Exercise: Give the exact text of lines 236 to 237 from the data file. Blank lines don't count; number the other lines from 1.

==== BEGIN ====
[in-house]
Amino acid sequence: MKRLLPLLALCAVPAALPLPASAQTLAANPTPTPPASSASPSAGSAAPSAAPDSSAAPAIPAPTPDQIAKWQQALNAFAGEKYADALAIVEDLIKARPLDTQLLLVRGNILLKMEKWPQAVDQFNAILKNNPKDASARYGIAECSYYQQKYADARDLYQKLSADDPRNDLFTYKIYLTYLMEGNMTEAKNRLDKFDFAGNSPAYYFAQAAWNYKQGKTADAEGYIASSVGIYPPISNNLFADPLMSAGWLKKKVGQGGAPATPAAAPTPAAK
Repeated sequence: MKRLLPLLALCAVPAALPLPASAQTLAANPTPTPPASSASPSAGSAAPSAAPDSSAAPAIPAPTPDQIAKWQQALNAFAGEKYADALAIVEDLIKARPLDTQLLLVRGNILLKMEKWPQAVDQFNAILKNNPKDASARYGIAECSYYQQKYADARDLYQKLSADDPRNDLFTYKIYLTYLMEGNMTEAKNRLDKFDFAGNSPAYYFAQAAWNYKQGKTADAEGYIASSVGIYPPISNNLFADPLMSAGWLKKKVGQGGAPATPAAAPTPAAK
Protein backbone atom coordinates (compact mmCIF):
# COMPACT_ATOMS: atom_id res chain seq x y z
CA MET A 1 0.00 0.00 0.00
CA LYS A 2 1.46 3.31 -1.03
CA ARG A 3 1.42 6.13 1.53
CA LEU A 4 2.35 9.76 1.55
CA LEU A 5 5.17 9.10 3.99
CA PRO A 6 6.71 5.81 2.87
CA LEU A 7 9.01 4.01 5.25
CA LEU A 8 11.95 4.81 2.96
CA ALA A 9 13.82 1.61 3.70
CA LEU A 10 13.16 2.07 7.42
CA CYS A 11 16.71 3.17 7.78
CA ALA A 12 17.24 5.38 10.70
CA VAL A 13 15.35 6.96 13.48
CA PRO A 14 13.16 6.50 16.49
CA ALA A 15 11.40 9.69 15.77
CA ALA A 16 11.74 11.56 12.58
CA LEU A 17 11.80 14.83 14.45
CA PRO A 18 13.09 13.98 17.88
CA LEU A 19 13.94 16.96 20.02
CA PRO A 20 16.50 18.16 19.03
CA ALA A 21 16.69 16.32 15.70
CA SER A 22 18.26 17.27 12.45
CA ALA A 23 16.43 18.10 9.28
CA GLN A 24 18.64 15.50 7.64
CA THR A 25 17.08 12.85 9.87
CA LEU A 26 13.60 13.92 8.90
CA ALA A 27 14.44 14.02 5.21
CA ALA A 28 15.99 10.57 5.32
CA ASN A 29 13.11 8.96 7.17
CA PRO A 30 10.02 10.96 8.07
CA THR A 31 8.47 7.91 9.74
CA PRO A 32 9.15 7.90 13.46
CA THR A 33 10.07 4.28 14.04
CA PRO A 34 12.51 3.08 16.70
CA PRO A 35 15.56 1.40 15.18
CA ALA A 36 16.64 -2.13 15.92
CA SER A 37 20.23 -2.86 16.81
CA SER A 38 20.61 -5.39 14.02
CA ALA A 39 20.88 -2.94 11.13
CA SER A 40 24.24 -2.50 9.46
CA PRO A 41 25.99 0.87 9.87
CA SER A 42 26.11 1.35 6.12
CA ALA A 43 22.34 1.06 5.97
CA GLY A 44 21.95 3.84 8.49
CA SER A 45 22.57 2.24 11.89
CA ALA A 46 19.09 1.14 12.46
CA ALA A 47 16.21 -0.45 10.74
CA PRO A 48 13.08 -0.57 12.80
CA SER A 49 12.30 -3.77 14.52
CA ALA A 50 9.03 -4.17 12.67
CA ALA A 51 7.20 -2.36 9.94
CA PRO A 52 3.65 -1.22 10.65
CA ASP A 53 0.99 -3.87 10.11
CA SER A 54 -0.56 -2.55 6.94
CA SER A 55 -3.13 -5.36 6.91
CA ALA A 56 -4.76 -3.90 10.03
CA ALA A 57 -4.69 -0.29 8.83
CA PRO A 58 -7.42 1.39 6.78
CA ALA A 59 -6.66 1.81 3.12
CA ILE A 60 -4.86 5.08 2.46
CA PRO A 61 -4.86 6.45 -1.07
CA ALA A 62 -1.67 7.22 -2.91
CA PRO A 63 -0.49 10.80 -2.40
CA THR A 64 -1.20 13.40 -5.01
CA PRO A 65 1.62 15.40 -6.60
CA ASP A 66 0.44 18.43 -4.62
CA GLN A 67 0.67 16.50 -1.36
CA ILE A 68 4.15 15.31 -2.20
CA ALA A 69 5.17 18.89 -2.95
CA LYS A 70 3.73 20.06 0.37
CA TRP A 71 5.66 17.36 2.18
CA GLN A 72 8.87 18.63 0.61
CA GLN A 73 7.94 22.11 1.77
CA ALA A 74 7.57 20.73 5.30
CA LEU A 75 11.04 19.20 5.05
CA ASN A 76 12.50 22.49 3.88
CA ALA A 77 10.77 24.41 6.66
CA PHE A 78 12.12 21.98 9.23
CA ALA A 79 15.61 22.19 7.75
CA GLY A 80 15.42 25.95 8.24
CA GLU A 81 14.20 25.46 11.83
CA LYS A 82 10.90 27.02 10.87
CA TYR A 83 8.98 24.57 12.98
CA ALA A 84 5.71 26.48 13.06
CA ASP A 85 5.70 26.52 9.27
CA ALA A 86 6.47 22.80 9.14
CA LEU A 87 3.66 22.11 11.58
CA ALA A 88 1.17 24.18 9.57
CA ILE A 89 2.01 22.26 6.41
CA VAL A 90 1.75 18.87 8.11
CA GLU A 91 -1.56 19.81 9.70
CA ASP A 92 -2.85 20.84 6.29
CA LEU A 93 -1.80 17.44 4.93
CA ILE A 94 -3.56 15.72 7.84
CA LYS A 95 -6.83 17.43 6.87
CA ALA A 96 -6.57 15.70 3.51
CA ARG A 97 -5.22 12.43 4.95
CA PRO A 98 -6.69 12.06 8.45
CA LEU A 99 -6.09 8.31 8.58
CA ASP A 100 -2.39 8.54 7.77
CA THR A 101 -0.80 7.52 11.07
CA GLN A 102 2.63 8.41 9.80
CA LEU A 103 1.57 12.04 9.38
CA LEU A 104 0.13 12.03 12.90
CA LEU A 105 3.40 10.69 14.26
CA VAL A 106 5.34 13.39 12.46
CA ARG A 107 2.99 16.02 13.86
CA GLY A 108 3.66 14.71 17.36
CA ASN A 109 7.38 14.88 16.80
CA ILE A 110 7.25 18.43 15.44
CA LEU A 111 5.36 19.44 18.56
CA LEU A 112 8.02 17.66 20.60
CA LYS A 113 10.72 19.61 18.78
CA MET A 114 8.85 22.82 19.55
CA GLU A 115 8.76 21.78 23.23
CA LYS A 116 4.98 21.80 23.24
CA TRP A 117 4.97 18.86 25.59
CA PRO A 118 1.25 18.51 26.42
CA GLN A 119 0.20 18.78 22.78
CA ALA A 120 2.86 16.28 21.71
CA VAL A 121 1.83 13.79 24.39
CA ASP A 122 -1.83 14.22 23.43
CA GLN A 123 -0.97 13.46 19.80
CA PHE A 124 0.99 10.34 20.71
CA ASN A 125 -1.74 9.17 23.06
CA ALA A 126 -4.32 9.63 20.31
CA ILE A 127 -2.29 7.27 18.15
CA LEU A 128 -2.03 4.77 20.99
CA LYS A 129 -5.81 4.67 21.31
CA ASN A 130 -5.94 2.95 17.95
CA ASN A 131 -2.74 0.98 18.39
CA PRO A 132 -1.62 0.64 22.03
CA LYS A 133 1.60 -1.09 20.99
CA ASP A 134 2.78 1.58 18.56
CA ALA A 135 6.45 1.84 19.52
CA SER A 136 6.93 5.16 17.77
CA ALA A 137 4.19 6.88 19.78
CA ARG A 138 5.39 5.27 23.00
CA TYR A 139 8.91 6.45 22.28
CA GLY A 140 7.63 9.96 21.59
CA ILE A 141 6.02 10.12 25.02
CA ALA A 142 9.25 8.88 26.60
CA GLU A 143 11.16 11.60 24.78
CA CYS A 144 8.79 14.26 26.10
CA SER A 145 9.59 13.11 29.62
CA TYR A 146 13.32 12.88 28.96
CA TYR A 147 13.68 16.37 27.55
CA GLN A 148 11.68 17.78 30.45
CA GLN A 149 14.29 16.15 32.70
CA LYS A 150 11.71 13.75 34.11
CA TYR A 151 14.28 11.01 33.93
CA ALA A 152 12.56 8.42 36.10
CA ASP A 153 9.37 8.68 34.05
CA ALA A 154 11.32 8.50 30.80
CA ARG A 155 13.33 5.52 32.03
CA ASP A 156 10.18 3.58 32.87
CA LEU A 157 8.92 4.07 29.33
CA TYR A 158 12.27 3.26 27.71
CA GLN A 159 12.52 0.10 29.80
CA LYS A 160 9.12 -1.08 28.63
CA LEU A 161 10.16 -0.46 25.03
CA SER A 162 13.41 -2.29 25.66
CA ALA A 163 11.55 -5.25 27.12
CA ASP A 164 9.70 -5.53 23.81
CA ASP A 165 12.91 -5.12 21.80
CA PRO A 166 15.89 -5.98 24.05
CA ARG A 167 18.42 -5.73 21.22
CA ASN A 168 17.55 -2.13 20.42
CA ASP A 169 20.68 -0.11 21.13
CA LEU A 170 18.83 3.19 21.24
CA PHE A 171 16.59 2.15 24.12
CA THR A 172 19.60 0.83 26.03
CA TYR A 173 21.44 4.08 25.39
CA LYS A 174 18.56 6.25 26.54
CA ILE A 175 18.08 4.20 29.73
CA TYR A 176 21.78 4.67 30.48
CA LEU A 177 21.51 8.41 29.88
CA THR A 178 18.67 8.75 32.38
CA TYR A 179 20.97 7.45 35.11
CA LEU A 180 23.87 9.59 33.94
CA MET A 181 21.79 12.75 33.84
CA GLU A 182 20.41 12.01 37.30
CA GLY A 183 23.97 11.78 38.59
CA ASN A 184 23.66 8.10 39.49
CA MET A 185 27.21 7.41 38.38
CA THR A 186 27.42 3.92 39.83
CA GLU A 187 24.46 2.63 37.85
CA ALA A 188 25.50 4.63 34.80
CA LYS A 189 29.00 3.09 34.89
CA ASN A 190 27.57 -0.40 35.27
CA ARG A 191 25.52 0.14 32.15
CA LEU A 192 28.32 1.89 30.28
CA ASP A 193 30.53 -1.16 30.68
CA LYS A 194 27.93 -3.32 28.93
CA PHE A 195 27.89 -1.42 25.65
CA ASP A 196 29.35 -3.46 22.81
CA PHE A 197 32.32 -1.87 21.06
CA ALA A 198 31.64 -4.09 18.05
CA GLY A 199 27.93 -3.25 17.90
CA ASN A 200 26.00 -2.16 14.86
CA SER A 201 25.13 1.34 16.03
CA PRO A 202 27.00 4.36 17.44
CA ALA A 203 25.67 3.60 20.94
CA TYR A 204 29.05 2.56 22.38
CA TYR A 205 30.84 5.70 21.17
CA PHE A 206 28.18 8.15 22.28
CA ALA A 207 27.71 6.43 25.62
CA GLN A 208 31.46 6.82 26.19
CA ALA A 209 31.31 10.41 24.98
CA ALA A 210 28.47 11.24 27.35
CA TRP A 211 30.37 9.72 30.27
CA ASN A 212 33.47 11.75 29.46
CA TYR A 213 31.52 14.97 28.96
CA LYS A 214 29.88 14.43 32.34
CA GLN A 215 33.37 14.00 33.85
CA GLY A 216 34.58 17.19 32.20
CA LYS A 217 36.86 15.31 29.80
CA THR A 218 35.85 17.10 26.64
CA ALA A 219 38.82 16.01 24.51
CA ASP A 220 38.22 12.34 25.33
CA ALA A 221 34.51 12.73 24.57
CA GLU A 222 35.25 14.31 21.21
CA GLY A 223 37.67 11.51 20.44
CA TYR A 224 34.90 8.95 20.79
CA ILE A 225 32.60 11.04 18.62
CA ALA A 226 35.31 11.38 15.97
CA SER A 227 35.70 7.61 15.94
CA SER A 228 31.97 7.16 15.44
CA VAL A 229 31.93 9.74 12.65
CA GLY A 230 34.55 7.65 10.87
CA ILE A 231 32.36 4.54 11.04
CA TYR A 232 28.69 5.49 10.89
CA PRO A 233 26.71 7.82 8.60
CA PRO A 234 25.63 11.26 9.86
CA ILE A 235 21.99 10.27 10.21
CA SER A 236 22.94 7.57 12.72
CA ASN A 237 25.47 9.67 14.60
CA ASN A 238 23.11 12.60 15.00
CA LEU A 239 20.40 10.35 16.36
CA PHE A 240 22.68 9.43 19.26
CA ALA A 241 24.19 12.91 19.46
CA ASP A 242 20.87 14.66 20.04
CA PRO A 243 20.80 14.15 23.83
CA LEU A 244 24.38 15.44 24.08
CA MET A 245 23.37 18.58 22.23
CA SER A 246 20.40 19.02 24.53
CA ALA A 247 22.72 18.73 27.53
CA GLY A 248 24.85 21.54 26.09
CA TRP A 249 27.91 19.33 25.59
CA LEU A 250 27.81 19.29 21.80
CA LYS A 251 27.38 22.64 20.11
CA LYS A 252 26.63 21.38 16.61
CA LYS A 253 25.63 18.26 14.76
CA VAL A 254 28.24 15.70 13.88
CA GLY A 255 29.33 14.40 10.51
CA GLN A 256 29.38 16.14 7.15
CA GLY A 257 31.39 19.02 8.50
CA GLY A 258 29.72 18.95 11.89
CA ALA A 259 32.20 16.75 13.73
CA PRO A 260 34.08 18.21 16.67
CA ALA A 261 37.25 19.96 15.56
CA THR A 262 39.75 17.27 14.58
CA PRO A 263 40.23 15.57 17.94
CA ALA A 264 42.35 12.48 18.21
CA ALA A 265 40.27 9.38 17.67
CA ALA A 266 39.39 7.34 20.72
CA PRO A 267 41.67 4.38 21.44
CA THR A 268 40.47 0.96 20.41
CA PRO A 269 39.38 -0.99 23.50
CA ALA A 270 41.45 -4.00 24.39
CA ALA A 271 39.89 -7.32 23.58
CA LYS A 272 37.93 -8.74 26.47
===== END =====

CA ILE A 231 32.36 4.54 11.04
CA TYR A 232 28.69 5.49 10.89